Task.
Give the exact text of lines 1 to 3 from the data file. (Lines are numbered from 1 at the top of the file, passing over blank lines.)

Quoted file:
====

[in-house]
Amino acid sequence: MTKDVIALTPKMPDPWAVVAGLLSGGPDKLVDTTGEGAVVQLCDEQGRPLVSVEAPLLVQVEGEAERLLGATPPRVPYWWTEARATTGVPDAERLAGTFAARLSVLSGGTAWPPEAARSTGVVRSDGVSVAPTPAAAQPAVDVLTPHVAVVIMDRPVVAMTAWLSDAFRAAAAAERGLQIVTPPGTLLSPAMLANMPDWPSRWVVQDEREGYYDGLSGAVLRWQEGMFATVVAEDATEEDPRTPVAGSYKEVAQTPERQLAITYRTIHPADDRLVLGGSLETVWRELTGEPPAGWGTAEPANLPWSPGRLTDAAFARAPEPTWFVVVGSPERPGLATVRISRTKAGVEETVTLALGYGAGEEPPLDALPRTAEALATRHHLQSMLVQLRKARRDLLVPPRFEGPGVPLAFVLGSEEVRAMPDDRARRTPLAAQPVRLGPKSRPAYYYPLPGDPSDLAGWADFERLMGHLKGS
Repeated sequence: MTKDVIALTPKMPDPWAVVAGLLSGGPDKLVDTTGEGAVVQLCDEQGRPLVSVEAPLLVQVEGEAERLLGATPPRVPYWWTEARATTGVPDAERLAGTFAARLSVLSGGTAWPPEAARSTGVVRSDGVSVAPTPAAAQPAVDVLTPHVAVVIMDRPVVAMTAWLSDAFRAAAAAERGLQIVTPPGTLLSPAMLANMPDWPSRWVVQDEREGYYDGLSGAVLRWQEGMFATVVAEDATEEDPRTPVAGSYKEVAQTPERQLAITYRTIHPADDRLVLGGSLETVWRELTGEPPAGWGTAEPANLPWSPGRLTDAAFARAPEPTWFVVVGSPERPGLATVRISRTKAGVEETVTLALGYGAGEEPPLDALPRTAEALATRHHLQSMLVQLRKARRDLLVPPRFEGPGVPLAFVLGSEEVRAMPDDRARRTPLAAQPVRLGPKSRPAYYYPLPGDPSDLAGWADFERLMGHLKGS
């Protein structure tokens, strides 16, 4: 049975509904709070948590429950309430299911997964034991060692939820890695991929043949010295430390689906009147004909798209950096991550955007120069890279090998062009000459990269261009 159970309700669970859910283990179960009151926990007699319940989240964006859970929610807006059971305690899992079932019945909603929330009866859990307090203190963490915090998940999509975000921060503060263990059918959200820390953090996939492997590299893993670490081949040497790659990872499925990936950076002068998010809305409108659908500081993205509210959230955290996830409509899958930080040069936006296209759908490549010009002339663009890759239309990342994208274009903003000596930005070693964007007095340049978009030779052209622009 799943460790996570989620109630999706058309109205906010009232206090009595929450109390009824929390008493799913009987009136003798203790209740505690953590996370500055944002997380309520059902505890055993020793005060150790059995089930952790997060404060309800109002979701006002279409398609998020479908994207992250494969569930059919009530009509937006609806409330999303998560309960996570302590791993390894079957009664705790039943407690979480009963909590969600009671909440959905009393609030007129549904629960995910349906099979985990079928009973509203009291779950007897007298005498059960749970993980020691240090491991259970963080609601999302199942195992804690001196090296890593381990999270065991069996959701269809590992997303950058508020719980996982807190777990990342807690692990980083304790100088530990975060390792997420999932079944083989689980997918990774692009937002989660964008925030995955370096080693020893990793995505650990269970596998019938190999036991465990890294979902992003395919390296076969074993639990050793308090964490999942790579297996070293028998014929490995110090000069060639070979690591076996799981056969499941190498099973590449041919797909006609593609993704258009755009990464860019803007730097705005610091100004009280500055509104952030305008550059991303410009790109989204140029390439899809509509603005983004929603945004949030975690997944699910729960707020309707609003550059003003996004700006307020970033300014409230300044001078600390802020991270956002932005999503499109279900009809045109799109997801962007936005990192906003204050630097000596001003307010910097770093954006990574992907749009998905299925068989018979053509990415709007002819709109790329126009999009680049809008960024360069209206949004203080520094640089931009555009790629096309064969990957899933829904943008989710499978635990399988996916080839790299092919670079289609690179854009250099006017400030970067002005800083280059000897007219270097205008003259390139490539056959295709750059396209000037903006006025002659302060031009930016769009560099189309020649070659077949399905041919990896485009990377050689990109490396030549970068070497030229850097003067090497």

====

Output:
[in-house]
Amino acid sequence: MTKDVIALTPKMPDPWAVVAGLLSGGPDKLVDTTGEGAVVQLCDEQGRPLVSVEAPLLVQVEGEAERLLGATPPRVPYWWTEARATTGVPDAERLAGTFAARLSVLSGGTAWPPEAARSTGVVRSDGVSVAPTPAAAQPAVDVLTPHVAVVIMDRPVVAMTAWLSDAFRAAAAAERGLQIVTPPGTLLSPAMLANMPDWPSRWVVQDEREGYYDGLSGAVLRWQEGMFATVVAEDATEEDPRTPVAGSYKEVAQTPERQLAITYRTIHPADDRLVLGGSLETVWRELTGEPPAGWGTAEPANLPWSPGRLTDAAFARAPEPTWFVVVGSPERPGLATVRISRTKAGVEETVTLALGYGAGEEPPLDALPRTAEALATRHHLQSMLVQLRKARRDLLVPPRFEGPGVPLAFVLGSEEVRAMPDDRARRTPLAAQPVRLGPKSRPAYYYPLPGDPSDLAGWADFERLMGHLKGS
Repeated sequence: MTKDVIALTPKMPDPWAVVAGLLSGGPDKLVDTTGEGAVVQLCDEQGRPLVSVEAPLLVQVEGEAERLLGATPPRVPYWWTEARATTGVPDAERLAGTFAARLSVLSGGTAWPPEAARSTGVVRSDGVSVAPTPAAAQPAVDVLTPHVAVVIMDRPVVAMTAWLSDAFRAAAAAERGLQIVTPPGTLLSPAMLANMPDWPSRWVVQDEREGYYDGLSGAVLRWQEGMFATVVAEDATEEDPRTPVAGSYKEVAQTPERQLAITYRTIHPADDRLVLGGSLETVWRELTGEPPAGWGTAEPANLPWSPGRLTDAAFARAPEPTWFVVVGSPERPGLATVRISRTKAGVEETVTLALGYGAGEEPPLDALPRTAEALATRHHLQSMLVQLRKARRDLLVPPRFEGPGVPLAFVLGSEEVRAMPDDRARRTPLAAQPVRLGPKSRPAYYYPLPGDPSDLAGWADFERLMGHLKGS